Still, Jackson said, “Most operators have reached the conclusion that they don’t want to pay the penalties; they want to provide coverage.”

Even if most employers do opt to offer the coverage, that doesn’t mean all employees will be covered.

Under the law, employees who work 29 hours or less per week don’t have to be covered. Jackson said two-thirds of restaurant workers are considered part-time, but a study of Houston eateries says employees averaged 32 hours.

That has led to reports of employers reducing their workers’ hours to make them part-timers under the law.

Mayfield said a lot of his employees work overtime.

“I don’t want my employees to have a 25 percent pay cut,” Mayfield said. “If you are cutting hours for people who have worked for you for 10 years, that would hurt me.”


On the other hand, Mayfield said he isn’t sure he can afford to provide insurance – or the fines for not providing it.

Jackson said most restaurant owners are trying to identify critical workers who would be full-time with benefits and the others who should be part-timers without benefits.

Haff, the consultant, said employers should also be aware of a wrinkle in the law dealing with part-time or seasonal employees who might be entitled to insurance.

All of a company’s part-time hours must be totaled to determine full-time equivalent employees.

Some “small” business owners who think they are below the 50-worker limit might find that they have 50 or more full-time equivalents and must provide insurance.

There also are broader issues for employers who offer health insurance to their employees.


Ruffing said all employers who offer insurance should be asking: “Do I continue to offer my plan? Or dial it back? Will the plan attract the talent I need and can I continue to afford it?” She said 20 percent to 25 percent of her clients have more than 50 employees and will be required to provide insurance or face fines by 2015.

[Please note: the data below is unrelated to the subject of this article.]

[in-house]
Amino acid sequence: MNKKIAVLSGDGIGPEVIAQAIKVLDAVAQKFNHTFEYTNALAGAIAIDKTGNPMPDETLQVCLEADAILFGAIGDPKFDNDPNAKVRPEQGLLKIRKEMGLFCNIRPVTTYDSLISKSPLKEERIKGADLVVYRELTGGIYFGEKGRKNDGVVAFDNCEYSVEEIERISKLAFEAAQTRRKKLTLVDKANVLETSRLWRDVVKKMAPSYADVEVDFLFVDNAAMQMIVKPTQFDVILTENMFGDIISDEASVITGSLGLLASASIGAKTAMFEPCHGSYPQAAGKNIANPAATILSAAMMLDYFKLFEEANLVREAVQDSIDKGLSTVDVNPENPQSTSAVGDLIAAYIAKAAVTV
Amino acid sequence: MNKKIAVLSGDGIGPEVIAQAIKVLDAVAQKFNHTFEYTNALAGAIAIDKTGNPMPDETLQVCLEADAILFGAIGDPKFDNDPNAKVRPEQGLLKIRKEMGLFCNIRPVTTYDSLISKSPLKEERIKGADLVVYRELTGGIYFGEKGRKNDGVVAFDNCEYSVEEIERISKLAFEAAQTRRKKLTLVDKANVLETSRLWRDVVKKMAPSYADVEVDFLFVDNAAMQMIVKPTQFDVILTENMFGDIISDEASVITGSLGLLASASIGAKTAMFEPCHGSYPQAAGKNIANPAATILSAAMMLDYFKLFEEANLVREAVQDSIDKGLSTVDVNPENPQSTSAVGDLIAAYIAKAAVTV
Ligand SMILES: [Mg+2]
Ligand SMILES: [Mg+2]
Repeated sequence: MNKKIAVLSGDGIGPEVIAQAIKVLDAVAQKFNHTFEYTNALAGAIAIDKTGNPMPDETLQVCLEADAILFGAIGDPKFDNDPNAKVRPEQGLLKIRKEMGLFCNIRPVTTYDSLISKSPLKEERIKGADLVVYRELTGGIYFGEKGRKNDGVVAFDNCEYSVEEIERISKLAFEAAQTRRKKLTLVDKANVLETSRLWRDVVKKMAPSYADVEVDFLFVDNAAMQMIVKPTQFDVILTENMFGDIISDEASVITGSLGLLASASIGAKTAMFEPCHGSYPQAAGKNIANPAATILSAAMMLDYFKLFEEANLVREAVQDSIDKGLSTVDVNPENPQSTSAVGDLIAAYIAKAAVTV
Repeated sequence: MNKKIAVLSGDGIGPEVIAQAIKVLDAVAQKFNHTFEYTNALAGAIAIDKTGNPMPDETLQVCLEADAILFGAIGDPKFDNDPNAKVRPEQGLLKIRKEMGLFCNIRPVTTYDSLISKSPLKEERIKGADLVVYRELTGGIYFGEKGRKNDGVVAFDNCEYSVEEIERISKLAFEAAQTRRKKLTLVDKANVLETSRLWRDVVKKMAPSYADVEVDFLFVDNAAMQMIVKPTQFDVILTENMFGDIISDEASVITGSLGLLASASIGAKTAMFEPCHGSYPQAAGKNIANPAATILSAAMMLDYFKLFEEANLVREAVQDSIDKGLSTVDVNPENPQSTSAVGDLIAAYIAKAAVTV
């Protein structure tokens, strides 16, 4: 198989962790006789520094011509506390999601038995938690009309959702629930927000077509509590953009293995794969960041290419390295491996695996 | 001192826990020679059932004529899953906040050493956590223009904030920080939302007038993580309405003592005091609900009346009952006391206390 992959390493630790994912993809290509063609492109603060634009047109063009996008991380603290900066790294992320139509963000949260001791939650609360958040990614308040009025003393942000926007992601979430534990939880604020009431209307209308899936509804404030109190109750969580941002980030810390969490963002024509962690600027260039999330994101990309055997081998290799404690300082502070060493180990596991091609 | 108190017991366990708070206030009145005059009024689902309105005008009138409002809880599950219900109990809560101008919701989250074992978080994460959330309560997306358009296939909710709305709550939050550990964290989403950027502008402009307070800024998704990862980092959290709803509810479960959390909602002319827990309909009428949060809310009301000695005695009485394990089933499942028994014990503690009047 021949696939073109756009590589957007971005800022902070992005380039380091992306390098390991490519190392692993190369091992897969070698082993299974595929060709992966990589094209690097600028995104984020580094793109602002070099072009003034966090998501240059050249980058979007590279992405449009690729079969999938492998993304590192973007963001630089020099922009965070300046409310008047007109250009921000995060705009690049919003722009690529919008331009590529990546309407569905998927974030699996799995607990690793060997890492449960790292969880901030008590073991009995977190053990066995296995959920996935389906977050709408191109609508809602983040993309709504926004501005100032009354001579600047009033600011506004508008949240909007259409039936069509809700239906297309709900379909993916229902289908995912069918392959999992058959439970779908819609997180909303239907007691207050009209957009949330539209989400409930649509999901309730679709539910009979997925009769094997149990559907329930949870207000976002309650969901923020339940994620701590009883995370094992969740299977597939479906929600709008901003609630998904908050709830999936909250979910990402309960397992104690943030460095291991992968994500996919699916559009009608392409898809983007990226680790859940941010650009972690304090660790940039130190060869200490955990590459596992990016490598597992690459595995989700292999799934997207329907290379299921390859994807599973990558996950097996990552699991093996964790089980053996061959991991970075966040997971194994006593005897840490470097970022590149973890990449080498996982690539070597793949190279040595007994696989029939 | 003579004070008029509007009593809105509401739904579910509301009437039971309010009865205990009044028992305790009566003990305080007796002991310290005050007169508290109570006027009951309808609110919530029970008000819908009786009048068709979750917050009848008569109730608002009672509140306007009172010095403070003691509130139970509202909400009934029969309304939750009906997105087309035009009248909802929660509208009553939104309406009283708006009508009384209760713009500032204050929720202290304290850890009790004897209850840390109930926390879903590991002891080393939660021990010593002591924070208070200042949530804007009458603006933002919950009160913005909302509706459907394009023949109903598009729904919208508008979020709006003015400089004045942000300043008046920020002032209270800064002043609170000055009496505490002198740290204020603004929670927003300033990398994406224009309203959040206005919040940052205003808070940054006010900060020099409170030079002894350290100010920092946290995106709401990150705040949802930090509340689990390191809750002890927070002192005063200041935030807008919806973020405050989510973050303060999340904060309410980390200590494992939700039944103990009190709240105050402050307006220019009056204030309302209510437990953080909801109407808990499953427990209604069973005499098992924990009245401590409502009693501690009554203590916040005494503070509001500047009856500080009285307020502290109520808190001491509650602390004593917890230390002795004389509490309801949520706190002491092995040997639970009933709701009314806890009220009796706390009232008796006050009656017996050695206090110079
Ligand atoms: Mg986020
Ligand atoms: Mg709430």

Ruffing said one of her clients didn’t realize that half of his 120 employees don’t take his company’s insurance. But what happens – and at what cost – if they suddenly all sign up?

That’s what David Norris, owner of Norris Conference Center, must be prepared to address.

He has 75 employees at his five conference centers around the state, including one in Austin. Today, at least a third of his employees are covered by health insurance, and the company pays 80 percent of the premium.

As his whole workforce becomes eligible for insurance, Norris anticipates paying 60 percent of the premium – the minimum under the law. But because the company could be covering more employees, Norris said his share of the bill still will increase from $120,000 a year to at least $200,000.

His employees who previously were covered will see their premiums double, and the new employees – many of whom are making near the minimum wage – could see $200 to $300 in monthly premiums.


“They were shocked,” Norris said. “I felt bad. It will put a greater burden on our employees.”

The health care law doesn’t require so-called “smaller” employers with fewer than 50 employees to offer insurance. But the law offers temporary tax credits to encourage smaller companies to provide insurance.

David Campbell, who owns Austin Pallet Co., said it will still be too expensive for him – and for his 25 low-wage employees.

“Most of my guys would rather have a little higher paycheck,” he said.

He said the new law’s mandated coverage – everything from mental health to substance abuse treatment – drives up the cost.

Campbell, 61, said he doesn’t have insurance for his family or for his workers who might get hurt on the job.

“I spend a lot of money just taking people to the doctor,” he said.